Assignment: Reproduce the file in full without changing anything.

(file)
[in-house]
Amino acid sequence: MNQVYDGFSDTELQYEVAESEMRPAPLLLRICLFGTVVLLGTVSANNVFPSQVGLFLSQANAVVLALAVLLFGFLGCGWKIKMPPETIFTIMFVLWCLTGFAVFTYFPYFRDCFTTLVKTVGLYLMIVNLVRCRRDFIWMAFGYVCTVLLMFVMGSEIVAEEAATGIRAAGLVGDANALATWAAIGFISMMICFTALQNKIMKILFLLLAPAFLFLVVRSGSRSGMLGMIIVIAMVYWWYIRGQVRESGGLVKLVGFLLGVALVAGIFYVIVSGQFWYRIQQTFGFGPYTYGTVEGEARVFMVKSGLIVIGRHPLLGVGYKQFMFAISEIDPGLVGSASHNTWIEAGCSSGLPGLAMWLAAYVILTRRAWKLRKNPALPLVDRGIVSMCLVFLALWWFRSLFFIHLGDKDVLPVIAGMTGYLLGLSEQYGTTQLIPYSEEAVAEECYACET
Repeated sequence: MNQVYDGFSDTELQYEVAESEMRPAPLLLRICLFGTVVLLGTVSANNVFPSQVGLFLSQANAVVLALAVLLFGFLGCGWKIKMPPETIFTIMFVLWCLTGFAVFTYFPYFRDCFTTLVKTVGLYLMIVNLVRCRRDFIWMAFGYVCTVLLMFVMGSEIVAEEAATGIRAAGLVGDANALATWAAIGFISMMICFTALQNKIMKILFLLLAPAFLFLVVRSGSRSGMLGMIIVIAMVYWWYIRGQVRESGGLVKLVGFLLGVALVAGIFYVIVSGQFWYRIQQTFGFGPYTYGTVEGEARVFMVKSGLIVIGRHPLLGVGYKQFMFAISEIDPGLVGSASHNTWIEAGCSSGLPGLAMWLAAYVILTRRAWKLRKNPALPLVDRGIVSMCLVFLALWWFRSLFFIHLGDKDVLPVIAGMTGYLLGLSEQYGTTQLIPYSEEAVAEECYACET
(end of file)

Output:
[in-house]
Amino acid sequence: MNQVYDGFSDTELQYEVAESEMRPAPLLLRICLFGTVVLLGTVSANNVFPSQVGLFLSQANAVVLALAVLLFGFLGCGWKIKMPPETIFTIMFVLWCLTGFAVFTYFPYFRDCFTTLVKTVGLYLMIVNLVRCRRDFIWMAFGYVCTVLLMFVMGSEIVAEEAATGIRAAGLVGDANALATWAAIGFISMMICFTALQNKIMKILFLLLAPAFLFLVVRSGSRSGMLGMIIVIAMVYWWYIRGQVRESGGLVKLVGFLLGVALVAGIFYVIVSGQFWYRIQQTFGFGPYTYGTVEGEARVFMVKSGLIVIGRHPLLGVGYKQFMFAISEIDPGLVGSASHNTWIEAGCSSGLPGLAMWLAAYVILTRRAWKLRKNPALPLVDRGIVSMCLVFLALWWFRSLFFIHLGDKDVLPVIAGMTGYLLGLSEQYGTTQLIPYSEEAVAEECYACET
Repeated sequence: MNQVYDGFSDTELQYEVAESEMRPAPLLLRICLFGTVVLLGTVSANNVFPSQVGLFLSQANAVVLALAVLLFGFLGCGWKIKMPPETIFTIMFVLWCLTGFAVFTYFPYFRDCFTTLVKTVGLYLMIVNLVRCRRDFIWMAFGYVCTVLLMFVMGSEIVAEEAATGIRAAGLVGDANALATWAAIGFISMMICFTALQNKIMKILFLLLAPAFLFLVVRSGSRSGMLGMIIVIAMVYWWYIRGQVRESGGLVKLVGFLLGVALVAGIFYVIVSGQFWYRIQQTFGFGPYTYGTVEGEARVFMVKSGLIVIGRHPLLGVGYKQFMFAISEIDPGLVGSASHNTWIEAGCSSGLPGLAMWLAAYVILTRRAWKLRKNPALPLVDRGIVSMCLVFLALWWFRSLFFIHLGDKDVLPVIAGMTGYLLGLSEQYGTTQLIPYSEEAVAEECYACET